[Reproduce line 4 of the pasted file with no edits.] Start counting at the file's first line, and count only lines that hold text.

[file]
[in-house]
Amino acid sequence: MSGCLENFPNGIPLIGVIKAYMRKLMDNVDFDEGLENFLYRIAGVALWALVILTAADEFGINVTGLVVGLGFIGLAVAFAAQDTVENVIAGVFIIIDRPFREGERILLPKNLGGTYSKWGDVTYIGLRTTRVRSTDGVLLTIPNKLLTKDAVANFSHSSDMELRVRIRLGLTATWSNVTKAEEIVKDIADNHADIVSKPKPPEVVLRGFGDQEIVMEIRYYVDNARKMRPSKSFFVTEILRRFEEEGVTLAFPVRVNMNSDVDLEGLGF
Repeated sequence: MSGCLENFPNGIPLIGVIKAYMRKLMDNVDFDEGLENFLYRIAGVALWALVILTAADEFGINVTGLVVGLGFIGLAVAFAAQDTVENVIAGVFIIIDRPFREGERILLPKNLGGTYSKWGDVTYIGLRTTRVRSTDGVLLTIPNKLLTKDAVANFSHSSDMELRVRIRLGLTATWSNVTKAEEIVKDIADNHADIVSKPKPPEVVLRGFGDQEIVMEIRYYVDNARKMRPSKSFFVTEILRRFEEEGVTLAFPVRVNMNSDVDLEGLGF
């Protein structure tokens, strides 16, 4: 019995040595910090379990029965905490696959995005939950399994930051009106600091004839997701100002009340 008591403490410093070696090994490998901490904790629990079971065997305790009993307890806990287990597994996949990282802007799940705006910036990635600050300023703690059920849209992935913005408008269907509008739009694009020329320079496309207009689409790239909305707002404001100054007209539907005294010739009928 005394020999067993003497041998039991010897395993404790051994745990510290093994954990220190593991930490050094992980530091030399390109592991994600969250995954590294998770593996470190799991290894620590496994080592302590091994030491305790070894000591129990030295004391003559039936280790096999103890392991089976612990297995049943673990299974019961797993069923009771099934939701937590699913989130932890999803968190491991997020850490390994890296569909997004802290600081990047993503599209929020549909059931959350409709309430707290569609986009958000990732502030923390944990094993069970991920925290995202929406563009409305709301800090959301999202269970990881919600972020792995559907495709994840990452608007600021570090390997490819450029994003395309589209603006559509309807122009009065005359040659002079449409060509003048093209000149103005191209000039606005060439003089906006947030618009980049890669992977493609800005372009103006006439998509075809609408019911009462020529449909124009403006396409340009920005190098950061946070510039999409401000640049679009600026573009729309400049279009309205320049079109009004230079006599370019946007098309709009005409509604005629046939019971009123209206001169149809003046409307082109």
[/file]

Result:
């Protein structure tokens, strides 16, 4: 019995040595910090379990029965905490696959995005939950399994930051009106600091004839997701100002009340 008591403490410093070696090994490998901490904790629990079971065997305790009993307890806990287990597994996949990282802007799940705006910036990635600050300023703690059920849209992935913005408008269907509008739009694009020329320079496309207009689409790239909305707002404001100054007209539907005294010739009928 005394020999067993003497041998039991010897395993404790051994745990510290093994954990220190593991930490050094992980530091030399390109592991994600969250995954590294998770593996470190799991290894620590496994080592302590091994030491305790070894000591129990030295004391003559039936280790096999103890392991089976612990297995049943673990299974019961797993069923009771099934939701937590699913989130932890999803968190491991997020850490390994890296569909997004802290600081990047993503599209929020549909059931959350409709309430707290569609986009958000990732502030923390944990094993069970991920925290995202929406563009409305709301800090959301999202269970990881919600972020792995559907495709994840990452608007600021570090390997490819450029994003395309589209603006559509309807122009009065005359040659002079449409060509003048093209000149103005191209000039606005060439003089906006947030618009980049890669992977493609800005372009103006006439998509075809609408019911009462020529449909124009403006396409340009920005190098950061946070510039999409401000640049679009600026573009729309400049279009309205320049079109009004230079006599370019946007098309709009005409509604005629046939019971009123209206001169149809003046409307082109």